Monday, August 10, 2015

Concrete Corn

In Dublin, Ohio, there are 109 human-sized concrete ears of corn planted in a field.
It's a strange art installation that (I think) is supposed to a commentary on how the fertile land in this area of Ohio is no longer used to grow crops, but instead houses factories, warehouses, and over-sized buildings that are the world headquarters for fast food restaurant chains.

The entire premise of this art is kind of bizarre. It's kind of pointed.  It's kind of amazing.

Look, corn grows on stalks; it doesn't actually grow from the ground with the cobs buried in the soil.  But, I think that's the point. How many people actually know what a corn plant looks like as we, as a society, get further and further away from our agrarian past?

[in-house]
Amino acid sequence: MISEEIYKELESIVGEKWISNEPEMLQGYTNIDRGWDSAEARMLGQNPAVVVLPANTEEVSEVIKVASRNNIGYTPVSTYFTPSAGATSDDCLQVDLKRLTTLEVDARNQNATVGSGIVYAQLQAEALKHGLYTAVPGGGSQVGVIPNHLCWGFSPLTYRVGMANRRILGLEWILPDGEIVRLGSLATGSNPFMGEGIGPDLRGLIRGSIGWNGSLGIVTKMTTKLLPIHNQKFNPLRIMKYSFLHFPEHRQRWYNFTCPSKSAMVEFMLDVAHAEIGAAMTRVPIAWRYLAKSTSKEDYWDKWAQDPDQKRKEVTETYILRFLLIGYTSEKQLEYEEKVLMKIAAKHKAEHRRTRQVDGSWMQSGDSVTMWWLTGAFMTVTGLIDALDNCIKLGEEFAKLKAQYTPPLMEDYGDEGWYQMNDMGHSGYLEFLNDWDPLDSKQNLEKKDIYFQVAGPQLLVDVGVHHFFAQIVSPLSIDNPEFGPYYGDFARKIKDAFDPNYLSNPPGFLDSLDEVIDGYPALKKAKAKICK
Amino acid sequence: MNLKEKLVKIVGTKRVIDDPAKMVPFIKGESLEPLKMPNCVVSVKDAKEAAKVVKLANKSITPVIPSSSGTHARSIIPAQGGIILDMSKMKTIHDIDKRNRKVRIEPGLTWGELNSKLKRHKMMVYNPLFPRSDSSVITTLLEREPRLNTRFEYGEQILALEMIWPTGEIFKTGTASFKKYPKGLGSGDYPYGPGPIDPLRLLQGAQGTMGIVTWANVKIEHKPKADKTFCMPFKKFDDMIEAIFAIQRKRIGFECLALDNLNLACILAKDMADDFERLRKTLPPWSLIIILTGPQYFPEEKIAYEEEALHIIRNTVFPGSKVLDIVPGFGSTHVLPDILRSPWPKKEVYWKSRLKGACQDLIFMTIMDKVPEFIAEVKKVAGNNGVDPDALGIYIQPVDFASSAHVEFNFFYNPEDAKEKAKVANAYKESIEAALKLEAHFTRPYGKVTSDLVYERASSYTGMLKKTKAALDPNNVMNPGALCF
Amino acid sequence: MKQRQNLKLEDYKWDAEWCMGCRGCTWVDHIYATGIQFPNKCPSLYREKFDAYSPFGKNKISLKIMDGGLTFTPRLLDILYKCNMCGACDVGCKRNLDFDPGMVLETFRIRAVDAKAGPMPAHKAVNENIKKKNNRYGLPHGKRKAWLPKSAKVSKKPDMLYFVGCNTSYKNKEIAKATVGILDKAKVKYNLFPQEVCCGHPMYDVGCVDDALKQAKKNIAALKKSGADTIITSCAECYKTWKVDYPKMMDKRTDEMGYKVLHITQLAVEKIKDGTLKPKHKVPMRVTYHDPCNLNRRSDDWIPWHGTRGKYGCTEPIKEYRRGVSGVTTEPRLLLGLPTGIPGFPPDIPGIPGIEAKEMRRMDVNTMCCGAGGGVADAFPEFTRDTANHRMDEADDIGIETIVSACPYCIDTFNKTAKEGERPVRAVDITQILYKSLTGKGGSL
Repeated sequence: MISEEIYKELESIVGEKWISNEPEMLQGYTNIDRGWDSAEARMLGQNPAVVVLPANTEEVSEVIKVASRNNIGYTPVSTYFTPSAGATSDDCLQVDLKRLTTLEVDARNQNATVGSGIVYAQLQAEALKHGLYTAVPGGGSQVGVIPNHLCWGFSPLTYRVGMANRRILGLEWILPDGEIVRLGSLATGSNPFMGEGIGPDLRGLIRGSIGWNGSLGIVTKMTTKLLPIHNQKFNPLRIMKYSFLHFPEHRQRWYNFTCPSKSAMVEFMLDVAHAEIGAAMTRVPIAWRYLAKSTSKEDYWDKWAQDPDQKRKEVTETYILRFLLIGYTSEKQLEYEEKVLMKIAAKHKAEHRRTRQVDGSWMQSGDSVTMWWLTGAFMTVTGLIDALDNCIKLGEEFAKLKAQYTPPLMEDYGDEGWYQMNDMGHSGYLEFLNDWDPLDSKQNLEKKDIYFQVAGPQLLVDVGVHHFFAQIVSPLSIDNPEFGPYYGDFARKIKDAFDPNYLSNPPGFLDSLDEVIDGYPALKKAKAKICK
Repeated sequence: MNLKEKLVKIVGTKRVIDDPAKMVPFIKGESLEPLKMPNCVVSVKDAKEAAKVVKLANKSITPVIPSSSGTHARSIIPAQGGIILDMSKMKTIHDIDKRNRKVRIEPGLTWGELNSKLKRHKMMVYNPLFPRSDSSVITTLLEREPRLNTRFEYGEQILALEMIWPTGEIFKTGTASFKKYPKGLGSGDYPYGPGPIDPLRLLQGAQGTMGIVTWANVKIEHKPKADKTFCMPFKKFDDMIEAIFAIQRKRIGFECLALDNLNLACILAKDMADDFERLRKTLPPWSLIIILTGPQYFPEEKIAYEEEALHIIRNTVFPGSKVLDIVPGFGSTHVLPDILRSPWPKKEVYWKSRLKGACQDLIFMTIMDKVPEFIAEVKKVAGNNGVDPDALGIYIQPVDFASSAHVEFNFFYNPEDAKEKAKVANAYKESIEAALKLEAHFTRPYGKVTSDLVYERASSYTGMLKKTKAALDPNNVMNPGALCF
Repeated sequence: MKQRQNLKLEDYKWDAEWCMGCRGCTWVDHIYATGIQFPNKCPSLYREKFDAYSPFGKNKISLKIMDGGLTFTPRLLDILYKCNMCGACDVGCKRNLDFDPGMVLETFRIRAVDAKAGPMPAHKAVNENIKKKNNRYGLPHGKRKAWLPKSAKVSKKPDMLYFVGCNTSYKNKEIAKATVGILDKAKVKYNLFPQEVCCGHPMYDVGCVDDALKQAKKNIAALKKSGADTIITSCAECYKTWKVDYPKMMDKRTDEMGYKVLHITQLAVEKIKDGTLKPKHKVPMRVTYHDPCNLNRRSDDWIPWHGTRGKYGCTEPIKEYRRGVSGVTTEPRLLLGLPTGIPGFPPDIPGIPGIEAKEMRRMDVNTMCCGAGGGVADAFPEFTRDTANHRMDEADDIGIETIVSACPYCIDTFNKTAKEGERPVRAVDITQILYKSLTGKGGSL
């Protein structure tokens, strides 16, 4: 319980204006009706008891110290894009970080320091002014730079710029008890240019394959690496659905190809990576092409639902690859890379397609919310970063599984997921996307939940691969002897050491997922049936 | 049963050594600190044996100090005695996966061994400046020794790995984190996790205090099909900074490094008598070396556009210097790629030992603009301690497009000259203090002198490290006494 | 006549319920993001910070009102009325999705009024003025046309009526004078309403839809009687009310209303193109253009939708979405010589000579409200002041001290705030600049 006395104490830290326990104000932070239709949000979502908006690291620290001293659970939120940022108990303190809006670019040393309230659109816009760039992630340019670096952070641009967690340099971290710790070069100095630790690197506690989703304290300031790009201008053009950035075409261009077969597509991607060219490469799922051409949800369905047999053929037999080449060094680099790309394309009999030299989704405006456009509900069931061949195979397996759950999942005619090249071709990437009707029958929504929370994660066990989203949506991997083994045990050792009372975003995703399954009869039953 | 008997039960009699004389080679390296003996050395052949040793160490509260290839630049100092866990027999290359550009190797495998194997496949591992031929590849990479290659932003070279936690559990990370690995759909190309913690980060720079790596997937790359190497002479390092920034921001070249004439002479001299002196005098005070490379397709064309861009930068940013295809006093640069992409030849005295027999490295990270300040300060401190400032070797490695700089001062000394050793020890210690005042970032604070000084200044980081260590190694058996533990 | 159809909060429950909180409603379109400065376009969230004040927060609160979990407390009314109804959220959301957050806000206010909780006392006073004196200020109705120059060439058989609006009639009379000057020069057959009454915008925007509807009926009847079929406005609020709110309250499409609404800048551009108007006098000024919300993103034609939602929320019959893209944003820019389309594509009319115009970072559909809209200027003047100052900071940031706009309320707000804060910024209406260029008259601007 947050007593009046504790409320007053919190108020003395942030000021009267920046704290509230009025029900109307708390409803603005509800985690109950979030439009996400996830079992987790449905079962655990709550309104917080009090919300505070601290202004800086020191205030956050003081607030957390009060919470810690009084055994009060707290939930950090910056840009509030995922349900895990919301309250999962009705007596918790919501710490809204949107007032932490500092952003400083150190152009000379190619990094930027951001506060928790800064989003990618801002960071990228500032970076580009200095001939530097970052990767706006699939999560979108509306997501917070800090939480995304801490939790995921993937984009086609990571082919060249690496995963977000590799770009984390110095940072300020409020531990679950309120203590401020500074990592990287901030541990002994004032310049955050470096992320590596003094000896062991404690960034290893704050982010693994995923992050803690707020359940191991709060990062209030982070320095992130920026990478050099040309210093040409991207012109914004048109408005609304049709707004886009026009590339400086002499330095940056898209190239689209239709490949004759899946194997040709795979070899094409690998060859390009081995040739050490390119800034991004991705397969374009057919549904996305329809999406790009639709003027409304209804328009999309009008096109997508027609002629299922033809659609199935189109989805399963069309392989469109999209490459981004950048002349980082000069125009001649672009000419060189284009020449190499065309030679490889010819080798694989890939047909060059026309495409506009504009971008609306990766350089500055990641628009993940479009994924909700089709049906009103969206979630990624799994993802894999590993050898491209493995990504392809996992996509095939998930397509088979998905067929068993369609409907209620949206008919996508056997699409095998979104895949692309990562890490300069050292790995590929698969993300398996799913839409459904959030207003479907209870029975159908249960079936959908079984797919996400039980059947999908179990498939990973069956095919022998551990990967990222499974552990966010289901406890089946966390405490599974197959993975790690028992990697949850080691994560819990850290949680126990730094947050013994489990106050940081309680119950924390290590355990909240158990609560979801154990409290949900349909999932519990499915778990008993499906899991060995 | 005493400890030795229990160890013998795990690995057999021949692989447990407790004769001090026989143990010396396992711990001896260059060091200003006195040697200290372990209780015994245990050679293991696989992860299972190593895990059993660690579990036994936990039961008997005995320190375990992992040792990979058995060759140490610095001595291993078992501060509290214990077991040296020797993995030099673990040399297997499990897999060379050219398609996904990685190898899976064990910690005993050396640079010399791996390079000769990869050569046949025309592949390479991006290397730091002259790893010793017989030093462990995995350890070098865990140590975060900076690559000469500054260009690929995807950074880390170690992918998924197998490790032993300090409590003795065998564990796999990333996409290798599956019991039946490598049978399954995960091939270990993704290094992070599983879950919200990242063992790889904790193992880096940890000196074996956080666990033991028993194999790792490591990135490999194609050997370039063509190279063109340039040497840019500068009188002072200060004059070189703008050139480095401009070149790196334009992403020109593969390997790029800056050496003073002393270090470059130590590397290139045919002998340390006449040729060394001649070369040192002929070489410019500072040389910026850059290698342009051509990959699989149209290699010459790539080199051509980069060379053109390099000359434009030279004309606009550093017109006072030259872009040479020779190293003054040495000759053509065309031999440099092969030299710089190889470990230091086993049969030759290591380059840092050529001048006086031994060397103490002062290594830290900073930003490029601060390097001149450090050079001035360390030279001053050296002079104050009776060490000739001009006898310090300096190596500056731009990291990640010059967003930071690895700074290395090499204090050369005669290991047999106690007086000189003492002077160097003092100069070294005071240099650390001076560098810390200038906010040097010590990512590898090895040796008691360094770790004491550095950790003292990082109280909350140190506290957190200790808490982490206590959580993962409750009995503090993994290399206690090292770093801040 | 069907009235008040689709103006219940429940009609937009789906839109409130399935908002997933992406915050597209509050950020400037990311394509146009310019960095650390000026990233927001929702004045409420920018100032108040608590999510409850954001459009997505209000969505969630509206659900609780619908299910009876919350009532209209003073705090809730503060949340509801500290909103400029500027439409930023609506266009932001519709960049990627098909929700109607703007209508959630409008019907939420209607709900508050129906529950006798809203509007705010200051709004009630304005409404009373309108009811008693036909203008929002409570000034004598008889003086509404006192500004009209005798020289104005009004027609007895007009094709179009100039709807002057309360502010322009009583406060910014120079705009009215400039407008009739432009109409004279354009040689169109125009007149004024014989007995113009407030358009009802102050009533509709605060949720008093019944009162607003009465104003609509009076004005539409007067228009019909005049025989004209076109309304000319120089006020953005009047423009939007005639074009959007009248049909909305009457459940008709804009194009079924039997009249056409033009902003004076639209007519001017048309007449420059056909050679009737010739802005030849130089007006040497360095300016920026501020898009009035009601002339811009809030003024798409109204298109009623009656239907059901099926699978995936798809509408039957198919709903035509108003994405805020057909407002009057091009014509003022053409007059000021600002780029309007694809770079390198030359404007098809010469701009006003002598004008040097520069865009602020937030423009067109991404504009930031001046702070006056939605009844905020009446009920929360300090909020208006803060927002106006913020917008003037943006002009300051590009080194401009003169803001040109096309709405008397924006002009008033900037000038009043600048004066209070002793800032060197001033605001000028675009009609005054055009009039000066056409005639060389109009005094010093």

So if you ever find yourself wondering what you should do with a random morning in the middle of Ohio, check out the Field of Corn.

There are no interactive parts, screens blasting loud sounds, or docents leading tours. Instead, you find yourself surrounded by big, ugly modern buildings in an oasis of calm and thoughtfulness.
Or you might just think it's sort of fun to wander up and down faux rows of corn and wonder why 109 was the chosen number or why Cochran chose the medium of concrete or if the molds used to make the cobs are still around and available for use. 
Or maybe you'll just lay on the ground and imagine a dinner made entirely from one of these giant cobs of corn. If it wasn't made of concrete, of course.

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